Mertins has interesting things to say on every theme he touches
The Architectural Association’s occasional series ‘Architecture Words’ is intended to challenge the dominance of the image in mainstream architectural publishing. Compact enough to fit into a jacket-pocket and with only a short set of plates at the end, the medium is emphatically part of the message.
The latest addition is a collection of essays by the Canadian architectural historian and critic Detlef Mertins that sympathetically re-examine central ideas of early Modernism from a historical perspective and in terms of their relevance to contemporary practice. Originally intended to make available an important but dispersed body of work, the book has sadly assumed the character of a memorial: born in 1954, Mertins died tragically young last January.
The earliest and shortest essay, ‘Glass Architecture’, exemplifies Mertins’ approach. ‘Is glass still glass?’ he asks rhetorically. After almost a century as the defining material of architectural modernity, the answer, he suggests, is ‘yes’. This is precisely because glass was ‘never just glass’, but the locus for a series of complex, often contradictory ideas.
At pains to challenge dialectically the familiar dualisms in whose terms so many architectural themes are discussed, Mertins shows how organic/biotechnic ideas generally associated with the German Expressionists were equally influential in forming the so-called ‘rational’ tradition. The biologists Ernst Haeckel and Raoul Francé, for example, proved to be a decisive influence upon such disparate figures as Kurt Schwitters and László Moholy-Nagy, Hannes Meyer and Mies van der Rohe. Flowing freely across the supposed divides constructed by many mainstream histories, their ideas were central to a widely shared vision in which glass was seen as a means for expressing the reintegration of humanity in nature. This vision is still relevant, argues Mertins, to the search for ‘ecologically benign technologies that enable buildings to perform increasingly as if they were alive’.
The next two essays are masterly re-examinations of the defining idea of glass architecture - transparency, and its links to Cubism - and offer a rigorous critique of the widely influential 1963 article ‘Transparency: Literal and Phenomenal’ by Colin Rowe and Robert Slutzky. Revisiting the ideas of Adolf Behne, Theo van Doesburg, Moholy-Nagy and Sigfied Giedion, among many others, Mertins argues in richly allusive detail that the allegedly naive version of transparency championed by Giedion was anything but ‘literal’. Furthermore he suggests that the supposedly more sophisticated ‘phenomenal’ version that Rowe and Slutzky read into the work of Le Corbusier was narrowly formalist and rooted in outmoded, late 19th-century aesthetic categories and psychological ideas.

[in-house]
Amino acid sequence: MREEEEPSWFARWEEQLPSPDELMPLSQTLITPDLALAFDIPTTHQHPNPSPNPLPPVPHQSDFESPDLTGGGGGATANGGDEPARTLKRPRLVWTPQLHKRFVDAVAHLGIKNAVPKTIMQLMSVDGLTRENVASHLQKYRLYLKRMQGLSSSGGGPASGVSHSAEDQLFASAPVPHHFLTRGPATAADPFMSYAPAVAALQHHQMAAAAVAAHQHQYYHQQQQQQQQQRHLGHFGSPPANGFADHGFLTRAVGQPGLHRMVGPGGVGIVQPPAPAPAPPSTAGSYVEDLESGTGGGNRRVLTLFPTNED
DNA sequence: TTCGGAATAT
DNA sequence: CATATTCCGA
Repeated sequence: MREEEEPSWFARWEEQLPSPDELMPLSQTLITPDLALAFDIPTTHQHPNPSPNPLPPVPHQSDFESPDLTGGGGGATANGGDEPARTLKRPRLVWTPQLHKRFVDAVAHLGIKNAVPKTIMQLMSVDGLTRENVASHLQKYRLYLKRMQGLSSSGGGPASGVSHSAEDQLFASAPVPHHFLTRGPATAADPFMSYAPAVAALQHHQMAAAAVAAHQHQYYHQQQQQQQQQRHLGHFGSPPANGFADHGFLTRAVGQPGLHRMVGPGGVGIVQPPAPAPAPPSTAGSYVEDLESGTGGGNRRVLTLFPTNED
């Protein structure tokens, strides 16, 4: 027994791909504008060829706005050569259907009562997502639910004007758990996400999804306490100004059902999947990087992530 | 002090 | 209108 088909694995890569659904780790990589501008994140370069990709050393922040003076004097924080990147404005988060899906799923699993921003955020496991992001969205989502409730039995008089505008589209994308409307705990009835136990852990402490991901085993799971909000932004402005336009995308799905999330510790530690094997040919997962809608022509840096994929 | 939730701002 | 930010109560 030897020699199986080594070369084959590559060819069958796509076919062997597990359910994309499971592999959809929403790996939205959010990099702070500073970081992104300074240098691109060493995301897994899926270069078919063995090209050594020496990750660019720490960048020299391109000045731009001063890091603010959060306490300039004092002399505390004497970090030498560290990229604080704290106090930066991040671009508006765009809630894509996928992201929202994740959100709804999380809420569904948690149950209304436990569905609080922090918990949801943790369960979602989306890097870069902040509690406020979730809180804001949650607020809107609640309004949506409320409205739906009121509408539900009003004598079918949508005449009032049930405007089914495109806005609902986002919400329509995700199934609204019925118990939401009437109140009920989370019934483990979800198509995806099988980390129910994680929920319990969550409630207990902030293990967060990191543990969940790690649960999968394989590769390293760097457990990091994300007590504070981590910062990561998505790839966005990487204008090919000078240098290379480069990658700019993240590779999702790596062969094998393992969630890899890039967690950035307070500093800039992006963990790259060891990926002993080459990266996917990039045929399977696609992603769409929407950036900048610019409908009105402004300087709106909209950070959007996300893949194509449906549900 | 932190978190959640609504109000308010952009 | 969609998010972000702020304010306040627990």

In rehabilitating the richness of thought in Giedion’s writings, now so often disparaged for the author’s rather ‘free’ use of history, Mertins cites a wonderful passage from an early book on the Bauhaus: ‘The efforts of the Bauhaus are concerned to eavesdrop on materials and to open up the hidden life of the amorphous. Dead things receive faces and liveliness. The absolute rhythm of things is awoken!’ This attitude, revived at length by György Kepes in his ‘Language of Vision’ series of the 1950 and ’60s is also, Mertins argues in a dazzling essay entitled ‘The Tectonic Unconscious’, manifest in Walter Benjamin’s argument that the most precise scientific technologies such as microscopy and photography could, by offering glimpses into new and unexpected correspondences between the human and non-human, re-invoke the lost sense of the magical and revive the mimetic capacity that, displaced by language, is largely lost after childhood.
In the more recent essays in the book, Mertins traces an interest in organically-inspired ‘self-generation’ from early Modernism to contemporary architects such as Foreign Office and Lars Spuybroek; explores the ‘Pervasive Plasticity’ made possible first by concrete and now by parametric methods of design; and offers a persuasive counterblast to the many critics of Mies’s Neue Nationalgalerie in Berlin. Far from being a reductive denial of the practical requirements for displaying art, Mertins argues that the ‘extreme openness’ of its vast glass foyer offered an ‘event space’ that is calculated both to embody, and to challenge us to transcend, the ‘sense of homelessnees and nihilism’ that has been central to the lived experience of modernity.
Mertins has interesting things to say on every theme he touches and, like those of Giedion and others whose work he discusses, his writings stand in a long line of engaged historian-critics who have the capacity both to shed new light on the past and to provoke us to think of how it can become operative in the struggle for the new. I cannot recommend this collection too highly.
Architecture Words 7: Modernity Unbound
Author: Detlef Mertins
Publisher: Architectural Association, 2011